Again, this isn't really relevant if you're EU-based, but if you are from the US, and you're going to be spending a lot of time in not-London, beware the Chip and PIN card system. Debit and credit cards here have a chip on them that is associated with a PIN, rather than swiping and signing. The card readers are different. TECHNICALLY all shops should still take your normal US-style cards, but I've found that outside of London, a lot of retail workers simply don't know how to deal with them, ATMs won't take them (out of 4 US debit and credit cards, only one of my credit cards was accepted by an ATM), ticket machines in train stations won't take them, and it can be absolutely infuriating when you're trying to set up a new home and buy food and set up cell phones and you can't access any of your money. It will also take some time to get yourself set up with a bank. So my recommendation is to get a Travelex chip-and-PIN card preloaded with Sterling, just in case. (Note that I managed three trips here, including to the city I eventually moved to, without noticing this problem because I was always getting cash and doing basic shopping in London. Once I moved here and was trying to spend money here, I was screwed.)
posted by olinerd at 2:49 AM on July 30, 2012 [1 favorite]

For general advice, a really good forum is UK Yankee, which while being specifically aimed at American expats is a good resource for anybody moving to the UK, from anywhere, especially if you have US-based finances.
posted by Happy Dave at 3:02 AM on July 30, 2012 [1 favorite]

Best answer: a) Reading HSBC has huge wait times; there's nothing really to choose between the banks on the high street, although I don't know what the new Metro will bring. There is a large Nationwide (a mutual, but a big and commercial one) in the centre of town near the train station, but I don't know if they're any better than any others. First Direct are meant to be excellent, but they do have a minimum balance or monthly input requirement.

b) You should probably get qualified advice about fund transfer and tax liabilities.

c) I don't have kids, but friends say there are some good and some bad schools for young kids in Reading. As I understand it, your choice of schools is related to where you live, and this might figure in your choice of neighbourhoods to try and move to. The school reports can be accessed here - try a search for 5 miles around the postcode location RG11AA and you'll get loads. BUT - you can't substitute for local knowledge on this: if you know anyone else in your department or group with kids, ask them (it's all my friends with kids seem to talk about!)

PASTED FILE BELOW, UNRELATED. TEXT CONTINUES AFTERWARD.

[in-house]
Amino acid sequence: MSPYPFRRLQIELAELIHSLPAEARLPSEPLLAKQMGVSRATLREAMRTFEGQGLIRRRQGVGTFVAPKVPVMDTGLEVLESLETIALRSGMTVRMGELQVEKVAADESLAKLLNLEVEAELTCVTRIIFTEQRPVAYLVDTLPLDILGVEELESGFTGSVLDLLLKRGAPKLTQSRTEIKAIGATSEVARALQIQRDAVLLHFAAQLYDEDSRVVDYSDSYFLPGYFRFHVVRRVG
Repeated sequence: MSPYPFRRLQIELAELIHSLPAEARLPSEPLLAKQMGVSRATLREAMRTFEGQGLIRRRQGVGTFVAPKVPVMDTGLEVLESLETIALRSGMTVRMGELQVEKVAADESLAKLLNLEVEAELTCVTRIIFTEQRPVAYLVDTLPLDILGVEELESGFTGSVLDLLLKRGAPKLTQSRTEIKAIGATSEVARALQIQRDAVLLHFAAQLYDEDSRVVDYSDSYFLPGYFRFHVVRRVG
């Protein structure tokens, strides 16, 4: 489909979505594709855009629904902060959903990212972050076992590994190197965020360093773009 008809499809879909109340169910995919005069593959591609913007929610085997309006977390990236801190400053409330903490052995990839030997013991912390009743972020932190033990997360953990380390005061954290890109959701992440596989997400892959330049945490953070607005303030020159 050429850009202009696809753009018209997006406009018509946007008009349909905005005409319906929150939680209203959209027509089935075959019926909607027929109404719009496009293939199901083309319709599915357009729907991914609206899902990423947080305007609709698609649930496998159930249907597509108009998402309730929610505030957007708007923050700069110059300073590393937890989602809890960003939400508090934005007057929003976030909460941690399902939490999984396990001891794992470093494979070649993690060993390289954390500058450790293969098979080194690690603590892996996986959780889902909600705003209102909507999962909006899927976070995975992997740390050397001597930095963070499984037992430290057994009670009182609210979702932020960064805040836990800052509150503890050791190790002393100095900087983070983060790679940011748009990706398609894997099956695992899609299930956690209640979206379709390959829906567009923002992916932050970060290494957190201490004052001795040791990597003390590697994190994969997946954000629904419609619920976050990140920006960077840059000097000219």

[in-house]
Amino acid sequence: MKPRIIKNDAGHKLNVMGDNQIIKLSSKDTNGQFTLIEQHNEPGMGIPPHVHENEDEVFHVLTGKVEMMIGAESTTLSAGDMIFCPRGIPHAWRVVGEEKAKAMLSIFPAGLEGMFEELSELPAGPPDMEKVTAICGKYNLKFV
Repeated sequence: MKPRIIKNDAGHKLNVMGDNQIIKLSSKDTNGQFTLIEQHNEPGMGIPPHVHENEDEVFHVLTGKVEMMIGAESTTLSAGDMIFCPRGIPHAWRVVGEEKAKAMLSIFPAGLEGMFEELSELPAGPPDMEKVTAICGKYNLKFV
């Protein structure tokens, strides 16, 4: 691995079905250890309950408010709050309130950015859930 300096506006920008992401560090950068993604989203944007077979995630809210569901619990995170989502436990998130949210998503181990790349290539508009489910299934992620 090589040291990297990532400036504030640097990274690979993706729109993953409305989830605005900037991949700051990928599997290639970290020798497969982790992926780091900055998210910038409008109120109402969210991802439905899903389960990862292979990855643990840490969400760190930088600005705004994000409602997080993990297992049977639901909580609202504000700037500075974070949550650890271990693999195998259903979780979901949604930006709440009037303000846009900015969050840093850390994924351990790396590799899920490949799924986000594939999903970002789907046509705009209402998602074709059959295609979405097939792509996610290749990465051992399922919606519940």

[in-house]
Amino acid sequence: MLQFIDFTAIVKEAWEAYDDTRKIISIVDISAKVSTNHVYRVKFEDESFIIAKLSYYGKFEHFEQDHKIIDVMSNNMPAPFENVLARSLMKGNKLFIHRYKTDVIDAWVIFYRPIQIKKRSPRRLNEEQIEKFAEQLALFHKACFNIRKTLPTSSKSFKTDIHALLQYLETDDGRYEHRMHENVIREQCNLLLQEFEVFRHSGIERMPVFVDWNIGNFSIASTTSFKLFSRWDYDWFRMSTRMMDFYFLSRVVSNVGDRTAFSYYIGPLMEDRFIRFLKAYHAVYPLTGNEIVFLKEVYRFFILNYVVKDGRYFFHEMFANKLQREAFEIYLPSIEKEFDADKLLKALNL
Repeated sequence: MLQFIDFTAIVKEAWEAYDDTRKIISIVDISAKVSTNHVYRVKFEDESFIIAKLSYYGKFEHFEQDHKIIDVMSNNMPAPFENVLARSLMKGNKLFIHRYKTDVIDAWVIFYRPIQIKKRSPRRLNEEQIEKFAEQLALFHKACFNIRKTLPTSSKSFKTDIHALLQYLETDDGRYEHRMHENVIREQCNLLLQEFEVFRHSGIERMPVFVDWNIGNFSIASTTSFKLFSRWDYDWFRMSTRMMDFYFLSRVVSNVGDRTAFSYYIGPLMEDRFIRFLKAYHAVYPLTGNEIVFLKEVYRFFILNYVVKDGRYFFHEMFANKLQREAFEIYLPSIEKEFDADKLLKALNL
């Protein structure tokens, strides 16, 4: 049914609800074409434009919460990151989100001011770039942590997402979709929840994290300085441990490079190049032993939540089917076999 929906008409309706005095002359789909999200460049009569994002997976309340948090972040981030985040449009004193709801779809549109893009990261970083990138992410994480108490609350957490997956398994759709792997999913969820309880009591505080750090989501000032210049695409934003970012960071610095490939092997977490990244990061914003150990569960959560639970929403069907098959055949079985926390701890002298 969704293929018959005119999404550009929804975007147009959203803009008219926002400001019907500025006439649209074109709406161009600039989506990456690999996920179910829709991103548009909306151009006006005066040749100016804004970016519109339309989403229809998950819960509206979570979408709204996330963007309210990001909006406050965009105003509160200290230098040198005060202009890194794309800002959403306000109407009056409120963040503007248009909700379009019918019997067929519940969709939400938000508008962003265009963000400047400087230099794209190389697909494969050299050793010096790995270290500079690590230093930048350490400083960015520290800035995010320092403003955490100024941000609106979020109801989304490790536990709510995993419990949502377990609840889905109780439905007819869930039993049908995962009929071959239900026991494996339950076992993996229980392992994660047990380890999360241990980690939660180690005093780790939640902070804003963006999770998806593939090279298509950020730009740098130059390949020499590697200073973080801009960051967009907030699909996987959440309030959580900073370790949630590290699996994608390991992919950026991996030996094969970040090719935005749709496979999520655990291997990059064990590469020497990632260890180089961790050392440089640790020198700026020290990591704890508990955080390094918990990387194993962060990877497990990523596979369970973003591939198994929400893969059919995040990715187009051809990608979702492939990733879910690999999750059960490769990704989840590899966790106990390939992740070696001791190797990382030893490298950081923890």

d) Furnished housing is pretty easy to come by, but even an unfurnished house will probably have washing machine, stove, light fittings. Concur with the above for £1000/month for a family home in a safe area right now, and also for the upfront fees. Assuming you're looking to get to the main university campus at Whiteknights, you might want to look at the neighbourhoods ("wards") of Katesgrove, Christchurch and Redlands (in ascending order of average price). Rightmove is probably your best bet. Reading is a very, very diverse place - not just people from all over the world, but it absolutely varies street by street; I can't honestly think of a more difficult place to rent a house remotely. There are some fantastic bargains to be had - getting into London in 35 minutes for less than £20 at the weekend; houses with river views - but whilst I have come to love the place in it's rather grubby way, there are local regions of quite serious poverty and with non-trivial rates of crime. If there's any way you can find university accommodation until your feet are on the ground and you can see properties in person I'd really strongly recommend it. A lot of universities do have such housing for students with families; not pretty but safe and reliable in the short term.